Miss Zacatecas

The seven young women onstage at the Zacatecano Cultural Center in Brighton Park last Sunday night were dressed to impress, wearing red tops and black skirts with coiffed hair and makeup fit for a prom night. Over the course of the evening, they strutted their stuff like runway models, and each gave a short speech. Eventually, they knew, one of them would win a crown and a sash and become the “Miss” representative of their community. But this was not your usual beauty pageant–the speeches and introductions were all in Spanish, and the true prize for the winner will be a trip to the Mexican state of Zacatecas, courtesy of the state government.

Though not unimportant, beauty was secondary to celebrating Zacatecano culture at this cultural pageant. “We want to remember our origins,” explained 20-year-old contestant Alejandra Díaz. “Regardless of where we grew up, we’re still Zacatecanos and we want to represent that with dignity and honor.” Preparations for the pageant began in April, when coordinator Rocio Perez began coaching the girls in skills like modeling and speaking (Spanish, not Spanglish), as well as offering classes on Zacatecano history and culture. Sunday’s event was only the first of the girls’ public appearances, which will culminate with the crowning of a winner at a banquet on July 18. At the end of July, she will join 60 to 80 other young Zacatecano women from U.S. immigrant communities in traveling throughout Zacatecas, visiting cultural and historical landmarks as well as orphanages and nursing homes.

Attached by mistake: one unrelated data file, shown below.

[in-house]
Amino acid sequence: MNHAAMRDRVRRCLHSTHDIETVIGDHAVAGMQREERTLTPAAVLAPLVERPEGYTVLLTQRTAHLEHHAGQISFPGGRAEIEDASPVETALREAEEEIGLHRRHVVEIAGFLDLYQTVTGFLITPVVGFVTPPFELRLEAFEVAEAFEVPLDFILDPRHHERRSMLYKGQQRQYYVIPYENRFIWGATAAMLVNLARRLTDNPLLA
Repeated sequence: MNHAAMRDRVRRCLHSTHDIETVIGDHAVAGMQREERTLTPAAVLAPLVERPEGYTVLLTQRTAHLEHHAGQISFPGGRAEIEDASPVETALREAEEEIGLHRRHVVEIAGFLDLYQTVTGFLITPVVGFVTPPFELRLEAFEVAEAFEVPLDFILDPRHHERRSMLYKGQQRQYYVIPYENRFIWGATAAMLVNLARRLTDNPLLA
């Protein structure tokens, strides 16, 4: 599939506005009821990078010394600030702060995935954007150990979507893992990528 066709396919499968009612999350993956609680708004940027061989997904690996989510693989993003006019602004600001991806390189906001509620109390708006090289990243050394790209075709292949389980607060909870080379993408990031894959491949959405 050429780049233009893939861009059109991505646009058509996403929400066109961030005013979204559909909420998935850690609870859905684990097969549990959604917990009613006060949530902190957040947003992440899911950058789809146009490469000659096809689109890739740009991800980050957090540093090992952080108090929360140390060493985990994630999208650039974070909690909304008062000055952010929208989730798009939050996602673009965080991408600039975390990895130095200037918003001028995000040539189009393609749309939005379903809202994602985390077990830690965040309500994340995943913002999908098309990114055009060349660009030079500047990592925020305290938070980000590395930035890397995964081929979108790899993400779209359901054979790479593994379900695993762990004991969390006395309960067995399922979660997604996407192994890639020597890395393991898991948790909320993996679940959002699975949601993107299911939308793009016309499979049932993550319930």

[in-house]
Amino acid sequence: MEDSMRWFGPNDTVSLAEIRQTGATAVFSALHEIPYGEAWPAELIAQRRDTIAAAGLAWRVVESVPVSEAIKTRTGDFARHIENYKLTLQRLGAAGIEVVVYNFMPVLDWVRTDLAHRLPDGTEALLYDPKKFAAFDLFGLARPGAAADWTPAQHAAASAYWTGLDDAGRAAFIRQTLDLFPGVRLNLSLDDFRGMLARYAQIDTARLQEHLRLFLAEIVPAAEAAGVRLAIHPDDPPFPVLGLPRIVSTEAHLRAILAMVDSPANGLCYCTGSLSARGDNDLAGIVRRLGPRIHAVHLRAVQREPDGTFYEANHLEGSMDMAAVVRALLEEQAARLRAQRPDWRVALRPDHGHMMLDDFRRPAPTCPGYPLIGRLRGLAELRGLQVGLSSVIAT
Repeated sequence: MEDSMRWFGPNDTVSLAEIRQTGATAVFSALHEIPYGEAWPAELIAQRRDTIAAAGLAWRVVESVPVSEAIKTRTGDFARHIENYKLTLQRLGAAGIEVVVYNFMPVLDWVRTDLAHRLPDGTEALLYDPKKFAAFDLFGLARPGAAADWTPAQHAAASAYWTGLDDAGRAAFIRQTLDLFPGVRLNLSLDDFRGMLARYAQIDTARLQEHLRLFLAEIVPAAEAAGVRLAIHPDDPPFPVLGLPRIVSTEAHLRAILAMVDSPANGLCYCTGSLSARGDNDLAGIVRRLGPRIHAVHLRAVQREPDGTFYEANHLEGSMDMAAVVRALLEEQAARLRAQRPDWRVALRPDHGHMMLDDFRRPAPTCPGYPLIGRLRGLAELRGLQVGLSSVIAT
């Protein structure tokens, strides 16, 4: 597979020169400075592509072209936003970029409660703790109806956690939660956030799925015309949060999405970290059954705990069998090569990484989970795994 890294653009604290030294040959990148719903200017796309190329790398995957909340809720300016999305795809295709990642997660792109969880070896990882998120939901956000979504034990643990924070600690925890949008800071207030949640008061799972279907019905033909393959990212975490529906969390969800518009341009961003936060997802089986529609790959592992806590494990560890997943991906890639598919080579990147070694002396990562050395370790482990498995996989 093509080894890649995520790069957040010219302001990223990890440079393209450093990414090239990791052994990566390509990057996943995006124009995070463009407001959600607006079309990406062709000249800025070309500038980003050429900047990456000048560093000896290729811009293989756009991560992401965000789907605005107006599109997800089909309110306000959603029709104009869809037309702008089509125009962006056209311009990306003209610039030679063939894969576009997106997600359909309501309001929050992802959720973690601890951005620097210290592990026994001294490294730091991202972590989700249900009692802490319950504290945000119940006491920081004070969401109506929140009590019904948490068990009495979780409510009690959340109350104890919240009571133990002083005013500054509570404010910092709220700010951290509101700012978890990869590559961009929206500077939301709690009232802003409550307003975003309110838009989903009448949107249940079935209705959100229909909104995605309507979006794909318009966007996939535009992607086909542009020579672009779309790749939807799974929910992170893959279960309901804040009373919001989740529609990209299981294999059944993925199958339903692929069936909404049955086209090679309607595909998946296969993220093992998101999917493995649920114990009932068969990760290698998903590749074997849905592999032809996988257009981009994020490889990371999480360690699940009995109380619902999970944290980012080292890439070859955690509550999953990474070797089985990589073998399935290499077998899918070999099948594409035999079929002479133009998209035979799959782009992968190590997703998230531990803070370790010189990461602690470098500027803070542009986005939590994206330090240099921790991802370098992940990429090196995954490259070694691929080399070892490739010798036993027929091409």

The winner’s long selection process is all the better for celebrating, which the approximately 140 audience members did with much gusto once they arrived. About an hour and a half after the scheduled start of 7pm, the sharply dressed nine-piece Tamborazo Zacatecano (Zacatecas big drum band) began to perform, and the pageant participants quickly converged on the dance floor. More and more people kept arriving, so that when the girls took the stage, there was a proper crowd of supporters to loudly cheer each of them on. Even after the pageant itself ended at 10, Zacatecanos continued to show up for the party.